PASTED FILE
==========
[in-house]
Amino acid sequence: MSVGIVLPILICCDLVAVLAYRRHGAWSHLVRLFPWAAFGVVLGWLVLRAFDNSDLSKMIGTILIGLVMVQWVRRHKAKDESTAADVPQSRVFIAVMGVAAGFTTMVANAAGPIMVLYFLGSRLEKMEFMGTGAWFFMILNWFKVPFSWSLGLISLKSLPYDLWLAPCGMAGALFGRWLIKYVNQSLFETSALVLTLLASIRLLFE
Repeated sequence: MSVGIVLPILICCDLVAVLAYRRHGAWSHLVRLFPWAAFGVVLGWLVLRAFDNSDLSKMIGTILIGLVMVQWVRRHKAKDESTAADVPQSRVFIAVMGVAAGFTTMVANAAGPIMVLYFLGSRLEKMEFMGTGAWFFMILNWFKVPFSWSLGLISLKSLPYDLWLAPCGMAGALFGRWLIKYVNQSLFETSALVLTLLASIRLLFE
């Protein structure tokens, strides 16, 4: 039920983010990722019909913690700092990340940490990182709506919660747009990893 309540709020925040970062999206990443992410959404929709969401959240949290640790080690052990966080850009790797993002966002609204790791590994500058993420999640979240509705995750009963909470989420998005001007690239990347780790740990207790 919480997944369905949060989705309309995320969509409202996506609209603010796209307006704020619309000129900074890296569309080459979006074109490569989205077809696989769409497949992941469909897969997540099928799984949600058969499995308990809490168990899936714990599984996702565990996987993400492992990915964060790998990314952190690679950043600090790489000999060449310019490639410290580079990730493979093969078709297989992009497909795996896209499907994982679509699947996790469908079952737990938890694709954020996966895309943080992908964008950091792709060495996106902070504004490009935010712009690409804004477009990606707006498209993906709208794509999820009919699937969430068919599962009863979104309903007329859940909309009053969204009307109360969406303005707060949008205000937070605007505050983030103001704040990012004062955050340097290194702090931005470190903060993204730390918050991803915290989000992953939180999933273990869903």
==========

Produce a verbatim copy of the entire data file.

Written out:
[in-house]
Amino acid sequence: MSVGIVLPILICCDLVAVLAYRRHGAWSHLVRLFPWAAFGVVLGWLVLRAFDNSDLSKMIGTILIGLVMVQWVRRHKAKDESTAADVPQSRVFIAVMGVAAGFTTMVANAAGPIMVLYFLGSRLEKMEFMGTGAWFFMILNWFKVPFSWSLGLISLKSLPYDLWLAPCGMAGALFGRWLIKYVNQSLFETSALVLTLLASIRLLFE
Repeated sequence: MSVGIVLPILICCDLVAVLAYRRHGAWSHLVRLFPWAAFGVVLGWLVLRAFDNSDLSKMIGTILIGLVMVQWVRRHKAKDESTAADVPQSRVFIAVMGVAAGFTTMVANAAGPIMVLYFLGSRLEKMEFMGTGAWFFMILNWFKVPFSWSLGLISLKSLPYDLWLAPCGMAGALFGRWLIKYVNQSLFETSALVLTLLASIRLLFE
């Protein structure tokens, strides 16, 4: 039920983010990722019909913690700092990340940490990182709506919660747009990893 309540709020925040970062999206990443992410959404929709969401959240949290640790080690052990966080850009790797993002966002609204790791590994500058993420999640979240509705995750009963909470989420998005001007690239990347780790740990207790 919480997944369905949060989705309309995320969509409202996506609209603010796209307006704020619309000129900074890296569309080459979006074109490569989205077809696989769409497949992941469909897969997540099928799984949600058969499995308990809490168990899936714990599984996702565990996987993400492992990915964060790998990314952190690679950043600090790489000999060449310019490639410290580079990730493979093969078709297989992009497909795996896209499907994982679509699947996790469908079952737990938890694709954020996966895309943080992908964008950091792709060495996106902070504004490009935010712009690409804004477009990606707006498209993906709208794509999820009919699937969430068919599962009863979104309903007329859940909309009053969204009307109360969406303005707060949008205000937070605007505050983030103001704040990012004062955050340097290194702090931005470190903060993204730390918050991803915290989000992953939180999933273990869903």